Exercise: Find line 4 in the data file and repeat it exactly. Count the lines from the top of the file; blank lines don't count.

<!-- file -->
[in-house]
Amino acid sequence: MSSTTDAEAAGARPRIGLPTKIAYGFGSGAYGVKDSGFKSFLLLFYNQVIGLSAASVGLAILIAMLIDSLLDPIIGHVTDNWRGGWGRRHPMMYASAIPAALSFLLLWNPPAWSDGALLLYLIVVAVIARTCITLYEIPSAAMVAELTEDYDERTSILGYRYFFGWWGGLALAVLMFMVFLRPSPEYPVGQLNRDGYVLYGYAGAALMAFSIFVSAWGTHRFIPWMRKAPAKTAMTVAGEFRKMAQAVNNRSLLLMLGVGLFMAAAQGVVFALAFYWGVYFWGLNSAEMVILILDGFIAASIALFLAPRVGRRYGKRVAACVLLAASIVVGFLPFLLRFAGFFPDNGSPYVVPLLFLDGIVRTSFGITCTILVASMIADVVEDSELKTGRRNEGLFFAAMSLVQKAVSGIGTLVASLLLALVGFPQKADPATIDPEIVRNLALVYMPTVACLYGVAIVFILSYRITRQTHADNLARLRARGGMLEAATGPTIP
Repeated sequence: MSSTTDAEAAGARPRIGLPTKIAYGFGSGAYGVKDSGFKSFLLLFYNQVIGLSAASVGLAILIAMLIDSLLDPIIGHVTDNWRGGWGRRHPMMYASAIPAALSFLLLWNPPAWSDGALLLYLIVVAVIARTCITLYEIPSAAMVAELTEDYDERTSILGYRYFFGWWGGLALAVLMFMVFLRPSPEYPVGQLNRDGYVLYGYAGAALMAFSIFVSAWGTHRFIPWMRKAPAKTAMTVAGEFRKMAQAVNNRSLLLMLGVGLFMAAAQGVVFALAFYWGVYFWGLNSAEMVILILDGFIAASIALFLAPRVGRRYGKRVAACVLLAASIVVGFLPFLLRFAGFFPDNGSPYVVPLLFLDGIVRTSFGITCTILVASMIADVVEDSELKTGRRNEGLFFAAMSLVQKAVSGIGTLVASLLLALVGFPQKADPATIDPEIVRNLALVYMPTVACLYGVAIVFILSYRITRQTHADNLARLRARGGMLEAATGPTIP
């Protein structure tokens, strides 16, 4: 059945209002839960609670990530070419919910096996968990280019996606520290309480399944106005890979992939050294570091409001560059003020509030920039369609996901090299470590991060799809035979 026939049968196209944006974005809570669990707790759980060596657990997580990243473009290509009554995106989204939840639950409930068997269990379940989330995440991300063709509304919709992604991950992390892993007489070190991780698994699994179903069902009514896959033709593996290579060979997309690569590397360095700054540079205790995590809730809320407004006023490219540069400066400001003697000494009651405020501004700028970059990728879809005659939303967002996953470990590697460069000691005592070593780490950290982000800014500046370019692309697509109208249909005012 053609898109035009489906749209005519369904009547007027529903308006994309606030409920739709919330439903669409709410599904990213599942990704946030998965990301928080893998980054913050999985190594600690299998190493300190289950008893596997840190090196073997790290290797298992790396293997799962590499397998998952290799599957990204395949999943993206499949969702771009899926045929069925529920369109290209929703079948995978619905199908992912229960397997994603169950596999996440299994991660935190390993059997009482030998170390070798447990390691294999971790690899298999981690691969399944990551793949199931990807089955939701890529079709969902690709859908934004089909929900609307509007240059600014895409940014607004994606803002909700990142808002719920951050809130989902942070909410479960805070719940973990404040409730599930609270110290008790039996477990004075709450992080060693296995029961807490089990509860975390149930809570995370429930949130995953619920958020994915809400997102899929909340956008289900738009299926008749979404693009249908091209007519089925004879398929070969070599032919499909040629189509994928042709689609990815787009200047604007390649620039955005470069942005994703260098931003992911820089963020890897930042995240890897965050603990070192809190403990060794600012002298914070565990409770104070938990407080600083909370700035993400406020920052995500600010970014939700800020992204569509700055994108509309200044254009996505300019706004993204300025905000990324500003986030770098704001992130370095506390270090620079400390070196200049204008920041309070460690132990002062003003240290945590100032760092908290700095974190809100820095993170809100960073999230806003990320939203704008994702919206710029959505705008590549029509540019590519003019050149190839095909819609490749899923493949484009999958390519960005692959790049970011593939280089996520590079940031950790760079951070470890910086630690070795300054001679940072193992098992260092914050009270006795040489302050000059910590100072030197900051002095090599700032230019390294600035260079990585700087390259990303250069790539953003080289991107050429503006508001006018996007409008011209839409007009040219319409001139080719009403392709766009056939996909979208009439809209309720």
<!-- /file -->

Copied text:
């Protein structure tokens, strides 16, 4: 059945209002839960609670990530070419919910096996968990280019996606520290309480399944106005890979992939050294570091409001560059003020509030920039369609996901090299470590991060799809035979 026939049968196209944006974005809570669990707790759980060596657990997580990243473009290509009554995106989204939840639950409930068997269990379940989330995440991300063709509304919709992604991950992390892993007489070190991780698994699994179903069902009514896959033709593996290579060979997309690569590397360095700054540079205790995590809730809320407004006023490219540069400066400001003697000494009651405020501004700028970059990728879809005659939303967002996953470990590697460069000691005592070593780490950290982000800014500046370019692309697509109208249909005012 053609898109035009489906749209005519369904009547007027529903308006994309606030409920739709919330439903669409709410599904990213599942990704946030998965990301928080893998980054913050999985190594600690299998190493300190289950008893596997840190090196073997790290290797298992790396293997799962590499397998998952290799599957990204395949999943993206499949969702771009899926045929069925529920369109290209929703079948995978619905199908992912229960397997994603169950596999996440299994991660935190390993059997009482030998170390070798447990390691294999971790690899298999981690691969399944990551793949199931990807089955939701890529079709969902690709859908934004089909929900609307509007240059600014895409940014607004994606803002909700990142808002719920951050809130989902942070909410479960805070719940973990404040409730599930609270110290008790039996477990004075709450992080060693296995029961807490089990509860975390149930809570995370429930949130995953619920958020994915809400997102899929909340956008289900738009299926008749979404693009249908091209007519089925004879398929070969070599032919499909040629189509994928042709689609990815787009200047604007390649620039955005470069942005994703260098931003992911820089963020890897930042995240890897965050603990070192809190403990060794600012002298914070565990409770104070938990407080600083909370700035993400406020920052995500600010970014939700800020992204569509700055994108509309200044254009996505300019706004993204300025905000990324500003986030770098704001992130370095506390270090620079400390070196200049204008920041309070460690132990002062003003240290945590100032760092908290700095974190809100820095993170809100960073999230806003990320939203704008994702919206710029959505705008590549029509540019590519003019050149190839095909819609490749899923493949484009999958390519960005692959790049970011593939280089996520590079940031950790760079951070470890910086630690070795300054001679940072193992098992260092914050009270006795040489302050000059910590100072030197900051002095090599700032230019390294600035260079990585700087390259990303250069790539953003080289991107050429503006508001006018996007409008011209839409007009040219319409001139080719009403392709766009056939996909979208009439809209309720």